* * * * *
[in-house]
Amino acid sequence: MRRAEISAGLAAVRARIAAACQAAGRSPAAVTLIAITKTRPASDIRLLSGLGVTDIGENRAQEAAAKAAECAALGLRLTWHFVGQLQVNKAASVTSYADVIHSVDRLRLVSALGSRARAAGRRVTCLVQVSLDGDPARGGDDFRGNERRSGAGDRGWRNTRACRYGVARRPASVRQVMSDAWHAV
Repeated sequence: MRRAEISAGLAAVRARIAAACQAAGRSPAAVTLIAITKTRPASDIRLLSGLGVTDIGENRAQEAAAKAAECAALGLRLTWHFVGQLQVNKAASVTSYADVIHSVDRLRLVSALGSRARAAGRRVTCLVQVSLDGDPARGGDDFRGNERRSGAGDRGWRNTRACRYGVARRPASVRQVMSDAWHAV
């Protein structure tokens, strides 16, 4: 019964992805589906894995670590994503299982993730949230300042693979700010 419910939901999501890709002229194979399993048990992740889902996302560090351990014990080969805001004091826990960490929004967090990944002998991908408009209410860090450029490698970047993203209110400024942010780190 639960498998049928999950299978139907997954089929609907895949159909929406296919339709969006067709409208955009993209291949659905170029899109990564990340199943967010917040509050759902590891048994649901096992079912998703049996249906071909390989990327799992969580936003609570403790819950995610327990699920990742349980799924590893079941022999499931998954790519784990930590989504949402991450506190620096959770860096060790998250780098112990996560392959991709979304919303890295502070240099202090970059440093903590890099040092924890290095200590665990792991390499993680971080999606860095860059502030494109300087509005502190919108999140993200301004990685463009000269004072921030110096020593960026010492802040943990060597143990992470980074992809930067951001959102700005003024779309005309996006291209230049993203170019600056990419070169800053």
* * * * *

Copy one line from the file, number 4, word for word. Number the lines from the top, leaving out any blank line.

């Protein structure tokens, strides 16, 4: 019964992805589906894995670590994503299982993730949230300042693979700010 419910939901999501890709002229194979399993048990992740889902996302560090351990014990080969805001004091826990960490929004967090990944002998991908408009209410860090450029490698970047993203209110400024942010780190 639960498998049928999950299978139907997954089929609907895949159909929406296919339709969006067709409208955009993209291949659905170029899109990564990340199943967010917040509050759902590891048994649901096992079912998703049996249906071909390989990327799992969580936003609570403790819950995610327990699920990742349980799924590893079941022999499931998954790519784990930590989504949402991450506190620096959770860096060790998250780098112990996560392959991709979304919303890295502070240099202090970059440093903590890099040092924890290095200590665990792991390499993680971080999606860095860059502030494109300087509005502190919108999140993200301004990685463009000269004072921030110096020593960026010492802040943990060597143990992470980074992809930067951001959102700005003024779309005309996006291209230049993203170019600056990419070169800053």